Marvi Memon (PML-Q MNA) starts talking and makes two points: 1. Pakistan already follows Shariah because of clause in the constitution about no laws in Pakistan going against Islam, and 2) even if Shariah was to be brought to the rest of Pakistan, there are “thousands” of ways to establish it. Rahat Hussain immediately debunks these arguments by saying that there is theory (constitution) and practice (penal code) and that having that clause in the constitution does not mean that Pakistani law is, in practice, Shariah. No one can say anything to oppose that. Infuriatingly, after making this unassailable argument for Shariah in the whole country, Rahat Hussain immediately transitions into talking about the issue being local to Swat.

Rogue ISI

Owen Bennett-Jones, writing in February 2008:

It is often said that any support being given to the Taliban is coming from unauthorized Islamist elements in the mid-levels of the ISI. In the past, similar claims were made about support for Kashmiri militants. In reality, though, the backing of the Kashmiri militants was never a freelance operation: the ISI was implementing state policy. The organization is led by senior army officers who are rotated in and out for two- or three-year stints. Not only does this prevent the establishment of an institutionalized “ISI view,” it also means that General Musharraf has been able to fill the upper echelons of the agency with his loyalists. The idea of the ISI being a rogue organization acting in defiance of government policy is now, and always has been, a myth that has provided convenient cover for the Pakistan establishment. If the ISI is supporting the Taliban, it is because General Musharraf has ordered it to do so.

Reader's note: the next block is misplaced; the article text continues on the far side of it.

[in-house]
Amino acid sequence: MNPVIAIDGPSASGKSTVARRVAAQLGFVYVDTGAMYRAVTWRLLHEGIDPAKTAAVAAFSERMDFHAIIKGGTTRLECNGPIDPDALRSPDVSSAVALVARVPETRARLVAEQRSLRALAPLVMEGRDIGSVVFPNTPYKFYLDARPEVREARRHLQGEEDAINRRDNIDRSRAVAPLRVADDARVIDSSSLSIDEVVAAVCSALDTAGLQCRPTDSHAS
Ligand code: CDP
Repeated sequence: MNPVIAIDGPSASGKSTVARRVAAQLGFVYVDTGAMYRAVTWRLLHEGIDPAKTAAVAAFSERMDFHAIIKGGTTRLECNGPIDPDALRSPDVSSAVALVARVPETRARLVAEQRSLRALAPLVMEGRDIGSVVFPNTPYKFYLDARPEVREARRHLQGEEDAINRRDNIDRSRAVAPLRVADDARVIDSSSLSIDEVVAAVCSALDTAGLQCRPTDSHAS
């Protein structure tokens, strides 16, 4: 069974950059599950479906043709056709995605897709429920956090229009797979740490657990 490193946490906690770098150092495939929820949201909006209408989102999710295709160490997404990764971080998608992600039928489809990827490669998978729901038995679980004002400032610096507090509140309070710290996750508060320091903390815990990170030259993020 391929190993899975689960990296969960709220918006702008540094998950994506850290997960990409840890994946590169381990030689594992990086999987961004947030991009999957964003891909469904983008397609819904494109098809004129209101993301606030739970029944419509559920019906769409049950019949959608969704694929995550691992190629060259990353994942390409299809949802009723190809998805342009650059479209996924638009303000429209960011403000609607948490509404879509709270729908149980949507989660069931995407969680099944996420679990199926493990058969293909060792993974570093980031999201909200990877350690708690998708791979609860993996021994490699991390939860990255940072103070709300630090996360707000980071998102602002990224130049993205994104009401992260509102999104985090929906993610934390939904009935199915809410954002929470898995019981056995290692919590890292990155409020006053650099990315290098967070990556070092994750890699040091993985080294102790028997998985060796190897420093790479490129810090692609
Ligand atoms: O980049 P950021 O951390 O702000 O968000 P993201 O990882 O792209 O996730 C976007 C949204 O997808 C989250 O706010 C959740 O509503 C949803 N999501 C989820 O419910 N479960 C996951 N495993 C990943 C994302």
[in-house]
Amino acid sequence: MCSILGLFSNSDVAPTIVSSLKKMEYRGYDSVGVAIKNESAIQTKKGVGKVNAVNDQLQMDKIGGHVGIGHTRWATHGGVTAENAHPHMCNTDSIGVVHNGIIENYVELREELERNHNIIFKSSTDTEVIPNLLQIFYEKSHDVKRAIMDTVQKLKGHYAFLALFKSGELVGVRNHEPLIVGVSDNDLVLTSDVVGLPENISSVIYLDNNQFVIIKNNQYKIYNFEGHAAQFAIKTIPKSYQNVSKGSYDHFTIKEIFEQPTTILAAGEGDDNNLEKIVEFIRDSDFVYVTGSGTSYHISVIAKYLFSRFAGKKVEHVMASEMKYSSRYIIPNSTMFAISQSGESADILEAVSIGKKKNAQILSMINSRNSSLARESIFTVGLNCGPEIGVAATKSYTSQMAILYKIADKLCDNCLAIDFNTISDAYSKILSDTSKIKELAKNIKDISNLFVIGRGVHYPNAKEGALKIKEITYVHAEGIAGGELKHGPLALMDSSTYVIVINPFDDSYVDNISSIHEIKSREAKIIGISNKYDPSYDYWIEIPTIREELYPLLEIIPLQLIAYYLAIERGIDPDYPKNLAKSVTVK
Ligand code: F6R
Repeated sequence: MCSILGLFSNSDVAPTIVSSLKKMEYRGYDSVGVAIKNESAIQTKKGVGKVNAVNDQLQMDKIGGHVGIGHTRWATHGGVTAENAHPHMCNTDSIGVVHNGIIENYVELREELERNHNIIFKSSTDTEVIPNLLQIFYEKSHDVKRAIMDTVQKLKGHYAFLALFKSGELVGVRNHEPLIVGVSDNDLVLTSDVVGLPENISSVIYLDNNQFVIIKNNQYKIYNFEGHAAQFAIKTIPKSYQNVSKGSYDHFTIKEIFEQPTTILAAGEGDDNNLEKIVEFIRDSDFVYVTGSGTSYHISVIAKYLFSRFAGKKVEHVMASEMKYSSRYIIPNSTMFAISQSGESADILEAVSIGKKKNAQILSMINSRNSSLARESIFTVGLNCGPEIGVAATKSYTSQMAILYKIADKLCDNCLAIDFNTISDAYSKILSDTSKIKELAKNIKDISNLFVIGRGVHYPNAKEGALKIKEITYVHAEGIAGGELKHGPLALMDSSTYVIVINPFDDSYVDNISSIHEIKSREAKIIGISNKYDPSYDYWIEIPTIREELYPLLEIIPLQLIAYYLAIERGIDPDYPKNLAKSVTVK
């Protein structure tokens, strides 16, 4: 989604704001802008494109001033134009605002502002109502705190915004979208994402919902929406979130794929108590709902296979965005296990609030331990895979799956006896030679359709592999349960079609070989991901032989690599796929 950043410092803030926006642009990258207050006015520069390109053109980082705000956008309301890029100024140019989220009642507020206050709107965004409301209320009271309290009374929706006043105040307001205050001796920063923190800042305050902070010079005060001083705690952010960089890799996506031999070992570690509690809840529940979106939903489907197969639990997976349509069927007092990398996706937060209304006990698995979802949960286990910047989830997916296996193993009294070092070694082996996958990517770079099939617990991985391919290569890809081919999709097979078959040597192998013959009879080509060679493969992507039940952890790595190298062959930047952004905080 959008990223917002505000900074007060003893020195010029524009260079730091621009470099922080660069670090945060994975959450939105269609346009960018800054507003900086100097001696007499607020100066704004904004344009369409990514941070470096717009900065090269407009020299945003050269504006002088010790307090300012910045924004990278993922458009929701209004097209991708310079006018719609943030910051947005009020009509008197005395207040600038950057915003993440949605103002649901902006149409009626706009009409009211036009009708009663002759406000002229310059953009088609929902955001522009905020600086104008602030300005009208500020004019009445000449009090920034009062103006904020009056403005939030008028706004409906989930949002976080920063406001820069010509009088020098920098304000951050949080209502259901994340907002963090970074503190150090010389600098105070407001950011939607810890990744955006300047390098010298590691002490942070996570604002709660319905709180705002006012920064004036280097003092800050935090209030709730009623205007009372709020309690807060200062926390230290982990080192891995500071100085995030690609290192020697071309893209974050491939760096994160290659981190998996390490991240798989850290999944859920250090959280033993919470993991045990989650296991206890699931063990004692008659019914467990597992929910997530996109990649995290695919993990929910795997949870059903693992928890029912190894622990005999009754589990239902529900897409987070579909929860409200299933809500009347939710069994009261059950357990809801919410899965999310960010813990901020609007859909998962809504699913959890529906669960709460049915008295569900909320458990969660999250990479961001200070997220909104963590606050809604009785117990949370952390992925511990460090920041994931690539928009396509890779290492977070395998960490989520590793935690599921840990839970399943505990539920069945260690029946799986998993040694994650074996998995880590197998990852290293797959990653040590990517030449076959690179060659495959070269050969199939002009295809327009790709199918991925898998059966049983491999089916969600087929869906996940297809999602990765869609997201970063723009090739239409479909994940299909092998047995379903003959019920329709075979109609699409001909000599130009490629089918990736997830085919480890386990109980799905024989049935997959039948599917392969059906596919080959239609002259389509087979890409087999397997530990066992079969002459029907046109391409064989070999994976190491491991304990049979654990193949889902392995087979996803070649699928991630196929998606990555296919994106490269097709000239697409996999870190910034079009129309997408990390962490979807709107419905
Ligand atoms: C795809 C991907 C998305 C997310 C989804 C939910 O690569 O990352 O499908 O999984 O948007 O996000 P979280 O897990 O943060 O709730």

some history

  • In November, A.Z. Hilali, writing in the Frontier Post had a good summary of the numerous problems facing Swat. On the same site, I also read a really interesting history of the princely state of Swat.
  • While searching for some history on the Razakar movement in Hyderabad, I found this blog post that provides a good summary of the history of the Hyderabad princely state:

    Qasim Razvi and his Razakars

    Pakistan was quite interested in the events unfolding in Hyderabad Princely State. Qasim Razvi, a strong proponent of Pro-Pakistan lobby, and his militia, called Razakars, was supported by Pakistan to create unrest in the region.